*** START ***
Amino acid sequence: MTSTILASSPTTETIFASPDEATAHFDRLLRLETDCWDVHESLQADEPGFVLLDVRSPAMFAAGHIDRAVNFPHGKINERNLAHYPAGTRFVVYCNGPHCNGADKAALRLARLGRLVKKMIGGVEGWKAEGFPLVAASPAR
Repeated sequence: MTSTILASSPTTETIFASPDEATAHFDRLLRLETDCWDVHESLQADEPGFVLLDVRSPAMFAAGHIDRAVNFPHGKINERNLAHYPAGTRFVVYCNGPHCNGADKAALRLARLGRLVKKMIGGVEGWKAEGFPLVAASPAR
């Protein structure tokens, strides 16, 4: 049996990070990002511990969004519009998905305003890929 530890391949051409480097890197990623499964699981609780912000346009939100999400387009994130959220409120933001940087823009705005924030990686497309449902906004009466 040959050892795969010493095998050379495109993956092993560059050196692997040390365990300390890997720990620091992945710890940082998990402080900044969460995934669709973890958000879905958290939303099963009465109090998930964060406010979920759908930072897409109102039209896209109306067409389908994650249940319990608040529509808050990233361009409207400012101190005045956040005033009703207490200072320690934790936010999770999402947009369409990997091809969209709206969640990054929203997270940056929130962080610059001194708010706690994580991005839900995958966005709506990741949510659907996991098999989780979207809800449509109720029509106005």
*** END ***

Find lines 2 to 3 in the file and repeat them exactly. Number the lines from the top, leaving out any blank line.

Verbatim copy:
Repeated sequence: MTSTILASSPTTETIFASPDEATAHFDRLLRLETDCWDVHESLQADEPGFVLLDVRSPAMFAAGHIDRAVNFPHGKINERNLAHYPAGTRFVVYCNGPHCNGADKAALRLARLGRLVKKMIGGVEGWKAEGFPLVAASPAR
């Protein structure tokens, strides 16, 4: 049996990070990002511990969004519009998905305003890929 530890391949051409480097890197990623499964699981609780912000346009939100999400387009994130959220409120933001940087823009705005924030990686497309449902906004009466 040959050892795969010493095998050379495109993956092993560059050196692997040390365990300390890997720990620091992945710890940082998990402080900044969460995934669709973890958000879905958290939303099963009465109090998930964060406010979920759908930072897409109102039209896209109306067409389908994650249940319990608040529509808050990233361009409207400012101190005045956040005033009703207490200072320690934790936010999770999402947009369409990997091809969209709206969640990054929203997270940056929130962080610059001194708010706690994580991005839900995958966005709506990741949510659907996991098999989780979207809800449509109720029509106005």